Part of my “everyday” in 2011 involved what I can now refer to as my little medical adventure. I know that I am very fortunate as I can look back now as it is over, and I am well (apart from now having to take lots of tablets and slightly changing a few things in life and a new short haircut). In March 2011 I was diagnosed with a large benign brain tumour that required immediate removal and I spent about two and a half months in hospital in the ICU and Neurology wards after the initial surgery and subsequent operations due to major brain infections.
Enough medical stuff, this is about the drawing. Journaling in my sketchbook was part of that experience and I am sharing my drawing experience during that time on this blog.
I was asking for my pencils about six days after the initial surgery and had been mentally composing pages and deciding what would be good to draw before that ! This was a huge relief to me, my friends and family as this was a sign that I was ‘me’ again. The whole lead up to surgery had all happened so quickly that I did not have time to worry too much about anything specific, but I had a fear that I would lose my ability to draw, or just as bad, the motivation to draw. I know that there were much worse things than this that could have happened, but my mind had not yet gone in that direction.
I sketched over 85 pages during the time in hospital and the majority are up on my flickr site http://www.flickr.com/photos/alissaduke/sets/72157626495626536/
There were stops and starts along the way as my recovery got better and then had a few major set-backs. Looking back, I wish that I had drawn more hospital equipment (there was so much of it around me) , made more notes and comments and shared my sketches more with the hospital staff. I had a habit of putting my pencils and sketchbook away when they turned up (which was often !!) I am still shy at times about showing my work to people. The ICU staff were delighted at the Thank You card I sent them with a drawing of “wiggling my toes” (a bit a mantra in hospital departments)
There was certainly never “nothing to do or draw” in hospital and I was fortunate enough to have the strength to draw and mobility to prop myself up in bed and use of my hands. I know everyone is not this fortunate. My sketchbooks and drawings did distract me from the many scary and unknowns of hospital (this was my first encounter with hospitals, at the age of 43) . But I did not draw to distract myself. Drawing did provide me with a sense of contented familiarity – something from the ‘outside world’ of my normal life. I also think that it allowed me to maintain my personality and individuality at a time when everything is taken away from you. Basically, it was a joy just to be able to draw anything. And so I did !! I never thought of whether a drawing was good or bad, (although I was pleased when my attention to details/colours to objects gradually returned).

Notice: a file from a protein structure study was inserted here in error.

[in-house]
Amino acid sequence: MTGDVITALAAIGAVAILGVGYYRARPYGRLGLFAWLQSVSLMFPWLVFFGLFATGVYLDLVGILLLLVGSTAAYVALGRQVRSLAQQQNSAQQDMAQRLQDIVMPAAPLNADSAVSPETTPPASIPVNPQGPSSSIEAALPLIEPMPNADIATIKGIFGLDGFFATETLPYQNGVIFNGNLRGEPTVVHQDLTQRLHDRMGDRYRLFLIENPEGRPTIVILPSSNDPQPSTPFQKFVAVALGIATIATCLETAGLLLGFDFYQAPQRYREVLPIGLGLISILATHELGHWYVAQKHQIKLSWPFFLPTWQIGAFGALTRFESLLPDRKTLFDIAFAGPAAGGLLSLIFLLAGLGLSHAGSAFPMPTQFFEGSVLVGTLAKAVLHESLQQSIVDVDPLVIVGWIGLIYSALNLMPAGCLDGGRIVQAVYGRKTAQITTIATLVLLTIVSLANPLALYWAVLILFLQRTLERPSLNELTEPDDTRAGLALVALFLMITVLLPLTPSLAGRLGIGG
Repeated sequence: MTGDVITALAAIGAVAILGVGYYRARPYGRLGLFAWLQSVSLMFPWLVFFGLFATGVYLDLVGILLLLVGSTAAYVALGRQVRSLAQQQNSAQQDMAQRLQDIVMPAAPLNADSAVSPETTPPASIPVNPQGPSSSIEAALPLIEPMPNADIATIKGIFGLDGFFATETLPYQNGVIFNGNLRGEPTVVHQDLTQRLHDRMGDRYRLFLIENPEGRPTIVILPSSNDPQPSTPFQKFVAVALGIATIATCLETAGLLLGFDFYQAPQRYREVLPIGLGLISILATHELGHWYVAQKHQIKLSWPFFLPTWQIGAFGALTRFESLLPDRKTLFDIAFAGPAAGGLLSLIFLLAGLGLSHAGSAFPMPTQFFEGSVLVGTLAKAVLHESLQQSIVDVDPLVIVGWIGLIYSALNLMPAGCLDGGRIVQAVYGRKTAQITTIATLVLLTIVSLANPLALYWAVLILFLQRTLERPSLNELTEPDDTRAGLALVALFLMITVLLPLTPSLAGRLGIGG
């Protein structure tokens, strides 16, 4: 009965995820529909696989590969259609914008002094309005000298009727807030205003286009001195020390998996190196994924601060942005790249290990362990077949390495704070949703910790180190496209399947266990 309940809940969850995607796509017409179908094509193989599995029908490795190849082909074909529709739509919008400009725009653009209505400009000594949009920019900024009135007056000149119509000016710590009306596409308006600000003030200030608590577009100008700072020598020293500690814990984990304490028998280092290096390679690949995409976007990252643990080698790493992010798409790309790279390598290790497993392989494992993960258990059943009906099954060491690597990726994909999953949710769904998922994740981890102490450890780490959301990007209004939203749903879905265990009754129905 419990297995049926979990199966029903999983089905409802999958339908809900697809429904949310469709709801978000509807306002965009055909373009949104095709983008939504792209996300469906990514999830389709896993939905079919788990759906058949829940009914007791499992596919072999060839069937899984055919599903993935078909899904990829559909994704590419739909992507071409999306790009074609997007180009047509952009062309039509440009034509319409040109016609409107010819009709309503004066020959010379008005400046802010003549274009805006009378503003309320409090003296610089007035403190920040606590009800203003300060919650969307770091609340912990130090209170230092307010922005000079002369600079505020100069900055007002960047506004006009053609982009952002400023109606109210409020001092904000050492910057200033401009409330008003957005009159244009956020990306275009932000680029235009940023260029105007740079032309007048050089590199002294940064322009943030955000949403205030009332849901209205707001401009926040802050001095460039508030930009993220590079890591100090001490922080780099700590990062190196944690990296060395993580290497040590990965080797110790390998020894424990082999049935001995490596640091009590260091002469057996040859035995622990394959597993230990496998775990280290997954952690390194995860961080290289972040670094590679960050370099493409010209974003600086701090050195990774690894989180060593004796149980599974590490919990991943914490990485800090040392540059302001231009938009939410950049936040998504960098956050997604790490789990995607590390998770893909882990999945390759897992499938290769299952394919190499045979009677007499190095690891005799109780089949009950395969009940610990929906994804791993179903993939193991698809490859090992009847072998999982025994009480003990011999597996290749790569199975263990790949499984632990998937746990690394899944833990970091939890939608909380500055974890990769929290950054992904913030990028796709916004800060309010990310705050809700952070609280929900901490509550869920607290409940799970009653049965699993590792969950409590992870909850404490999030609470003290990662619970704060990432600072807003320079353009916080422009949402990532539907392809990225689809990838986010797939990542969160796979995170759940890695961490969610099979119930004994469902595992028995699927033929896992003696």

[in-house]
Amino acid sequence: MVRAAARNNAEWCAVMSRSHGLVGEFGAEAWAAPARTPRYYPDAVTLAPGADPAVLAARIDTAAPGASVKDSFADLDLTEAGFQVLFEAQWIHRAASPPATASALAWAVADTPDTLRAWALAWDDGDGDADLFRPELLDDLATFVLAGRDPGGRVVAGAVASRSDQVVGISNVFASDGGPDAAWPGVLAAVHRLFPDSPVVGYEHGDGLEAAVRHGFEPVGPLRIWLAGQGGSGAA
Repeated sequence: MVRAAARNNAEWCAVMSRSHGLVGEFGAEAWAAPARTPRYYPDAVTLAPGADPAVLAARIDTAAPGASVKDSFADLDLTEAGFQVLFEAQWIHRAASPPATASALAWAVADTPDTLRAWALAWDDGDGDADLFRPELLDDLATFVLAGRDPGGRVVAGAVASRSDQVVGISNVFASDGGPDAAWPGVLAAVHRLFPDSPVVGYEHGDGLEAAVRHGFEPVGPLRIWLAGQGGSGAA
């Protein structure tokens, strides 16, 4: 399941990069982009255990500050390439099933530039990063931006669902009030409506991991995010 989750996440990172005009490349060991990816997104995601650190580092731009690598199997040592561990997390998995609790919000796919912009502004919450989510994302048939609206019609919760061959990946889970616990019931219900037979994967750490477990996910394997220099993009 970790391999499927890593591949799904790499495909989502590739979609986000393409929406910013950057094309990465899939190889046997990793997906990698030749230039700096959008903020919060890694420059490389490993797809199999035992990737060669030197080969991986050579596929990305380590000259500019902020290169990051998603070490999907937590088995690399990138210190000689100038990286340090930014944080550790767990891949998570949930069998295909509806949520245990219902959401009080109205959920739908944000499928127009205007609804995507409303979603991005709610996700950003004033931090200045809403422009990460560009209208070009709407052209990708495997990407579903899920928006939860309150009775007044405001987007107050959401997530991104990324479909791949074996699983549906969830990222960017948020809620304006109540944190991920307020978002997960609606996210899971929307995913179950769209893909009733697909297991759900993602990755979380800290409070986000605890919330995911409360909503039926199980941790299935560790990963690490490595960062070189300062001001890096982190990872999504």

However drawing did provide a sense of detachment in a foreign environment and it was very surreal to draw tubes, lines coming out of my arm etc. But I also drew my food, toothbrush, room, objects and medicines,. I am actually surprised I did not draw much food at all, considering how much I normally draw it in my sketchbook. I think that I was so eager to eat the food in hospital as meal times became important in the daily routine. The lovely gifts from friends and family did provide a delightful change of subjects. I am also amazed that my lovely supportive sketching friends Liz (Borromini Bear) , Wendy (QuirkyArtist) and Annie and I did not sketch when they visited, but we chatted instead
Looking back now I am so pleased that I sketched during that time and during my recovery back home. When I want I can look back through my sketchbook and remember some of the little things that would normally be forgotten. I have only just seen photos of myself during that time and very recently drew from a few of those to capture what I looked like at the time. That was not easy to do and I probably should have waited a bit longer. But my pencils and my sketchbooks provided me with a great source of happiness in a not-so-great time in life. I hope this has provided you with some insight into my medical journalling experience.